Denial. As humans in general we are professionals at denial. We often practice it in multiple situations of our daily life. Maybe our job makes us miserable, but we have bills to pay and responsibilities to maintain so we convince ourselves that it is not that bad. We do the same with relationships, living situations, financial positions, and on and on. This is a defense mechanism and most of us are very good at it. Denial in grief is a temporary reaction that can help through the first wave of pain. We all like to deny that the life we once knew is gone. This is your life now. Some things will never be the same.
Anger. Anger can be a cathartic stage. It is really easy to be angry about chronic pain. We scream to the heaven’s “Why me?” “What did I do to deserve this?” “How could this happen?” The feelings of betrayal can be overwhelming. “How could my own body turn on me like this?” It is easy to be angry at the world, at our doctors, even our family and friends and especially the world. It is frustrating that no one understands what chronic pain is like until they have lived it. The medical system is suspicious of anyone claiming pain and treats you accordingly. Trying to find a doctor that believes you and has any success in treating you is like winning the lottery. The whole situation is nothing but obstacle after obstacle, while you are suffering. How could you not be angry?
Bargaining. Bargaining is the point where you start making deals with God or the universe to reverse your situation. “If you make me better I will go join a convent, or feed the needy, or do cartwheels for the rest of my life. Whatever you want, I’ll do it. Just make me better!” This is also where the “if” game begins. If only I had gotten treated sooner. If only I had known. If only I had made a different decision. If only…etc. This can go on indefinitely. We are trying to regain control over what has already happened. The reality is that even if we had made different decisions the outcome may be the same. Our lives changing so drastically due to chronic pain is not our fault and not within our control.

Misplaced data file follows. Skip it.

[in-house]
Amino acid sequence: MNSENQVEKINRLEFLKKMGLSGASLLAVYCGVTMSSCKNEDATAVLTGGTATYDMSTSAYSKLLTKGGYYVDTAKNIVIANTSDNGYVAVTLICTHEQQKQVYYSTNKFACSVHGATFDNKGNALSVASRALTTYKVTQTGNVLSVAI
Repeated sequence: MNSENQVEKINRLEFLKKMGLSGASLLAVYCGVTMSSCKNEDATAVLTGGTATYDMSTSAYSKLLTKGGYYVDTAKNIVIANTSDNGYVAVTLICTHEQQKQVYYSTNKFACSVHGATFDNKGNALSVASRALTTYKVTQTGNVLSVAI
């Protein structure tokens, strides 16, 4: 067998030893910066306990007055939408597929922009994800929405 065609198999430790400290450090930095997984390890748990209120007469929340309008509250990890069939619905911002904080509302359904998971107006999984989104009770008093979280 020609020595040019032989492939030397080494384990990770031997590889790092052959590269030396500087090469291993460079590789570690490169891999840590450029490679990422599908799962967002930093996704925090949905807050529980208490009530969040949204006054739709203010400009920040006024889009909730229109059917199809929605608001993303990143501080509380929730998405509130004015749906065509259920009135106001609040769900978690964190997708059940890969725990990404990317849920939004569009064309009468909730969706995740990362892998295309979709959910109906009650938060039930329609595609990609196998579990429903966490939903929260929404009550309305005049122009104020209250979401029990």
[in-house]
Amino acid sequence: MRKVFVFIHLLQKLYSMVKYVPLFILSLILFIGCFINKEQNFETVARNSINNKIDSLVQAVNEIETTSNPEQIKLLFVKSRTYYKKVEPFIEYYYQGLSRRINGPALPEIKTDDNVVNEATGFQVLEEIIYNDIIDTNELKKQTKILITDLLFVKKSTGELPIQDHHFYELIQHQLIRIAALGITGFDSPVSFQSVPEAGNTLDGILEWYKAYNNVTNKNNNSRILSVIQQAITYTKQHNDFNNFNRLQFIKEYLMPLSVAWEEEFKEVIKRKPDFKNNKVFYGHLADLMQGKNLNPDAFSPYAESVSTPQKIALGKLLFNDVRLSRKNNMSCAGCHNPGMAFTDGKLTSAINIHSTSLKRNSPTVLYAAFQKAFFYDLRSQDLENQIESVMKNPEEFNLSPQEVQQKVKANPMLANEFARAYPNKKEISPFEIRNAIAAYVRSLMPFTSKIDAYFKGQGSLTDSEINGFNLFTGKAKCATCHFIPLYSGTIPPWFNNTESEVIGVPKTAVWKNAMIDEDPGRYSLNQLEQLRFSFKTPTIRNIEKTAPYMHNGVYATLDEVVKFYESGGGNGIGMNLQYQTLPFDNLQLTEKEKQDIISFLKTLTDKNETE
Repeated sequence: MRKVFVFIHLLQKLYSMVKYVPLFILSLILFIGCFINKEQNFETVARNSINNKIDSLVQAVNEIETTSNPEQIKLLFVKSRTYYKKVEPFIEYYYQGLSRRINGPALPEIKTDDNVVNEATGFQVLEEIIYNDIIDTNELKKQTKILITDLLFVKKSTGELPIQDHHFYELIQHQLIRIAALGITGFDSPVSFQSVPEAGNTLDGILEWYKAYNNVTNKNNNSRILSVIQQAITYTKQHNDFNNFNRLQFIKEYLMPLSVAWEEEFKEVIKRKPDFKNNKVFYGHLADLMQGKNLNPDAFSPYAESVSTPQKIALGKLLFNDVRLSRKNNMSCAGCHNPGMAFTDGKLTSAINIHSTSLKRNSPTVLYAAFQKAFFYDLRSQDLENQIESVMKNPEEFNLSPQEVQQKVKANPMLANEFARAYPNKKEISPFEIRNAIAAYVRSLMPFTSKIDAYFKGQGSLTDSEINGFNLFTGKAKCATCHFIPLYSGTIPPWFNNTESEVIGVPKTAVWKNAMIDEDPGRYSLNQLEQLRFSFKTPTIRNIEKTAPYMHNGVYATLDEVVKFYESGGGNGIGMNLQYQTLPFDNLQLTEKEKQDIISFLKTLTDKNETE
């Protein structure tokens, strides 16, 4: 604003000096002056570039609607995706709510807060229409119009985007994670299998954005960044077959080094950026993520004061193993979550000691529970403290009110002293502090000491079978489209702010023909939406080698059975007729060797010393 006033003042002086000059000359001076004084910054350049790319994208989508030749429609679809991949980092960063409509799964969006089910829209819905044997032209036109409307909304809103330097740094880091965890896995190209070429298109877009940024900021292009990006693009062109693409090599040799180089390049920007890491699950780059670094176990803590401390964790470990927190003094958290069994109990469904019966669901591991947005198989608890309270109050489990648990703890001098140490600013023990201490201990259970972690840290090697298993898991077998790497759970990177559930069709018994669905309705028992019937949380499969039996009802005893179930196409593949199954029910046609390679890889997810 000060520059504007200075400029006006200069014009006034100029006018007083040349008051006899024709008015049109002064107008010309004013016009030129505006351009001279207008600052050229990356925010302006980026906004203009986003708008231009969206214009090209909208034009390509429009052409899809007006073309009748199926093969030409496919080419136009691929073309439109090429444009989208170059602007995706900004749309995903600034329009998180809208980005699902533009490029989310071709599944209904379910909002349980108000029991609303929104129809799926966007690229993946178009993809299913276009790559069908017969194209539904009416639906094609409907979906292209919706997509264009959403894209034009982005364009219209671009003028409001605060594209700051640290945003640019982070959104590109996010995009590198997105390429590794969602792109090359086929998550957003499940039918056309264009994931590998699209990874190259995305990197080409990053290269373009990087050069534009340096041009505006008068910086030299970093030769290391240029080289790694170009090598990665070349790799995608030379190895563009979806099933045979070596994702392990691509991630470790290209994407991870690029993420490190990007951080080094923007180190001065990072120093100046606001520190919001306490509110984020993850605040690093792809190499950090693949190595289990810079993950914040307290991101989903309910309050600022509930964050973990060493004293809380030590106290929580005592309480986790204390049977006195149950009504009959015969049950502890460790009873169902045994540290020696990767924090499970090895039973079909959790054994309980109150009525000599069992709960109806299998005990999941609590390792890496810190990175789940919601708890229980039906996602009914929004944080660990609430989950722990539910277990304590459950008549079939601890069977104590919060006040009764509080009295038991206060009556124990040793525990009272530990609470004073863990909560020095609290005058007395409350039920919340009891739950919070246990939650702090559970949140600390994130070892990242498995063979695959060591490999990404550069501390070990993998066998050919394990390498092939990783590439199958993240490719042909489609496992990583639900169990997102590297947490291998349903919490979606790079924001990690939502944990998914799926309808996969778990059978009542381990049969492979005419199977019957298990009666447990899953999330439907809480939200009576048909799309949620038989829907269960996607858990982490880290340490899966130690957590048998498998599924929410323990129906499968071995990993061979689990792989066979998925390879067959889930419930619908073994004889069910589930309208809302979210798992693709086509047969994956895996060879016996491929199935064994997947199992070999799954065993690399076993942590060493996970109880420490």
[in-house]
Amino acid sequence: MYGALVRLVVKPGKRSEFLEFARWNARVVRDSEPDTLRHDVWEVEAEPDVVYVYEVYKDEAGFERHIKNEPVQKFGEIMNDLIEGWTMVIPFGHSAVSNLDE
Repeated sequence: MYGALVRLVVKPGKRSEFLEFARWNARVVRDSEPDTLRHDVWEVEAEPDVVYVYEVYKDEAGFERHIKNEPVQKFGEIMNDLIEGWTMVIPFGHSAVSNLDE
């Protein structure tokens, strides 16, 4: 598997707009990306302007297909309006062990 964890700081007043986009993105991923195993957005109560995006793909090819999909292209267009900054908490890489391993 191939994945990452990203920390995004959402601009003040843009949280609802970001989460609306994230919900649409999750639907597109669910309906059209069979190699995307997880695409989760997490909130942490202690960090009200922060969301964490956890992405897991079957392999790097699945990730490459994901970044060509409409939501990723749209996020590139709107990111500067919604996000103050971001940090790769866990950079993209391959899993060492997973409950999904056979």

Depression. I’m so sad, why bother with anything?” “I’m in so much pain, I can’t go on” “I can’t live this life.” You lose interest in things that used to bring you joy. It seems like the color of the world are duller. You may isolate yourself, refuse visitors and spend a lot of time crying. This is a mentally painful stage where you begin to let go of your old life. Chronic pain can be exceptionally lonely and this sensation settles in very deeply during this stage. You feel disconnected from everyone close to you. You feel the pain and the loss of your old life and begin moving into the final stage—acceptance.
Acceptance. Acceptance doesn’t mean that suddenly everything is just fine. What you find at the end of your grieving is just as personal as the process itself. However, it is likely that you will still feel the pain of the life you once knew, it just means that you have learned to accept your new limitations and found new ways to find joy within them. You may still feel angry, lonely, depressed, betrayed, and lost at some times, but you will have found coping mechanisms to find your way through the hard times and to capture the beautiful moments, however fleeting, that make life worth living.